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Controversial compulsory lettings scheme celebrates 1,000th 'trainee'

The 1,000th person has been trained as part of Rent Smart Wales, the compulsory scheme that says it aims to raise standards in private rented homes.

The registration and licensing scheme requires private sector letting agents and landlords to attend training in order to get a licence.  

This involves, amongst other things, applicants to make a declaration that they are ‘fit and proper’ to hold a licence; they and their employees must undertake, and pass, approved training. Landlords who prefer not to let and manage their own property can appoint a licensed agent to manage the property on their behalf.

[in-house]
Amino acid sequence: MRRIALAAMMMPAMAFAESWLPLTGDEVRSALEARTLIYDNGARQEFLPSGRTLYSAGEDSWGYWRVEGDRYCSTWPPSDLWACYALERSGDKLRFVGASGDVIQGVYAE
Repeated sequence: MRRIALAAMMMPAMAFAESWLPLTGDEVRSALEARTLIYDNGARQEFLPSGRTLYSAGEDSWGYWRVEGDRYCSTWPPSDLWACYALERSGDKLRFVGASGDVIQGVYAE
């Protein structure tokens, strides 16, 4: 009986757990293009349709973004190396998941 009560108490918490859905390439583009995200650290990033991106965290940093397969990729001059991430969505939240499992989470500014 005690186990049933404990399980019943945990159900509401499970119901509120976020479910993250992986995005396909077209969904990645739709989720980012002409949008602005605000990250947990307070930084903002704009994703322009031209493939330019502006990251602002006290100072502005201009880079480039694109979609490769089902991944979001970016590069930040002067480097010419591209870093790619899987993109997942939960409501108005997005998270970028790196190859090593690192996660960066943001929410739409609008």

Abergavenny-based landlord David Spencer was the 1,000th to be trained so far, having attended a landlord training course in Bridgend. 

“I have been a landlord since 1984. We now have three properties in Abergavenny and although we have things tied up pretty well and we use an agent to find our tenants, a course like this gives us a greater understanding of things” he says.

Agent Alison Whitehouse of AW Properties recently attended an agent training course. “I think the licensing is a good idea as it narrows out rogue landlords and agents and gives the consumer a lot more protection. I think it will help the private rented sector by improving standards for tenants” she says. 

Once they have completed their training, landlords and agents can complete their licence application; the scheme is open until November for current agents and landlords to register. 

Following a review, new Rent Smart Wales licence fees for Letting and Management Agents were announced last week, and was welcomed by ARLA amongst others. 

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